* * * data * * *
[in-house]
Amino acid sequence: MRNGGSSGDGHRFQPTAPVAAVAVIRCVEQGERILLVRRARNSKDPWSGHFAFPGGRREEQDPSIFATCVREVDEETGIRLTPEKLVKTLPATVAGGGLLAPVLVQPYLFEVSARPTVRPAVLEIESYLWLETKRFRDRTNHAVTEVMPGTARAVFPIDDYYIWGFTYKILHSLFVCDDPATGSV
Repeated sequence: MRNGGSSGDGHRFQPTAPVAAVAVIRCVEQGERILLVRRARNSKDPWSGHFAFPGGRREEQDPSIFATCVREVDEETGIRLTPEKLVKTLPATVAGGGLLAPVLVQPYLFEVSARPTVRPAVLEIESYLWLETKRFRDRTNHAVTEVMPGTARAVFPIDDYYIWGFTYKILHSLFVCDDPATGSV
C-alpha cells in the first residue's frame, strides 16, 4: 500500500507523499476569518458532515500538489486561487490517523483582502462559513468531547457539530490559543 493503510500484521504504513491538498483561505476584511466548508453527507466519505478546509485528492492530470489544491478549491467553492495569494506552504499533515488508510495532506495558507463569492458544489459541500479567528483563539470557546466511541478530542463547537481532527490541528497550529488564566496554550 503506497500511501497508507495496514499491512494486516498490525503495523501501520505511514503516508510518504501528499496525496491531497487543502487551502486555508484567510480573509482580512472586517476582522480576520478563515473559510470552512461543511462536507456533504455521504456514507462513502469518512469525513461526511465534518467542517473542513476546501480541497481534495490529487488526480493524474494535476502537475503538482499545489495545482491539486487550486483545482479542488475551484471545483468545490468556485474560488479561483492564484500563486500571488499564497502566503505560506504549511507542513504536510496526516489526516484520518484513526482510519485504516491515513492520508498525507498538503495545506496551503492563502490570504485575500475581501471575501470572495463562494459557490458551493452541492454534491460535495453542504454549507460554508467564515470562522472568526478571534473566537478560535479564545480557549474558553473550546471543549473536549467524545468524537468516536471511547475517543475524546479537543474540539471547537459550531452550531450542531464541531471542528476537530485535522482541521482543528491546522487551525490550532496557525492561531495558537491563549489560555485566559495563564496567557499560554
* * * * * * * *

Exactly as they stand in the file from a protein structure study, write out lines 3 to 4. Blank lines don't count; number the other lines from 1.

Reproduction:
Repeated sequence: MRNGGSSGDGHRFQPTAPVAAVAVIRCVEQGERILLVRRARNSKDPWSGHFAFPGGRREEQDPSIFATCVREVDEETGIRLTPEKLVKTLPATVAGGGLLAPVLVQPYLFEVSARPTVRPAVLEIESYLWLETKRFRDRTNHAVTEVMPGTARAVFPIDDYYIWGFTYKILHSLFVCDDPATGSV
C-alpha cells in the first residue's frame, strides 16, 4: 500500500507523499476569518458532515500538489486561487490517523483582502462559513468531547457539530490559543 493503510500484521504504513491538498483561505476584511466548508453527507466519505478546509485528492492530470489544491478549491467553492495569494506552504499533515488508510495532506495558507463569492458544489459541500479567528483563539470557546466511541478530542463547537481532527490541528497550529488564566496554550 503506497500511501497508507495496514499491512494486516498490525503495523501501520505511514503516508510518504501528499496525496491531497487543502487551502486555508484567510480573509482580512472586517476582522480576520478563515473559510470552512461543511462536507456533504455521504456514507462513502469518512469525513461526511465534518467542517473542513476546501480541497481534495490529487488526480493524474494535476502537475503538482499545489495545482491539486487550486483545482479542488475551484471545483468545490468556485474560488479561483492564484500563486500571488499564497502566503505560506504549511507542513504536510496526516489526516484520518484513526482510519485504516491515513492520508498525507498538503495545506496551503492563502490570504485575500475581501471575501470572495463562494459557490458551493452541492454534491460535495453542504454549507460554508467564515470562522472568526478571534473566537478560535479564545480557549474558553473550546471543549473536549467524545468524537468516536471511547475517543475524546479537543474540539471547537459550531452550531450542531464541531471542528476537530485535522482541521482543528491546522487551525490550532496557525492561531495558537491563549489560555485566559495563564496567557499560554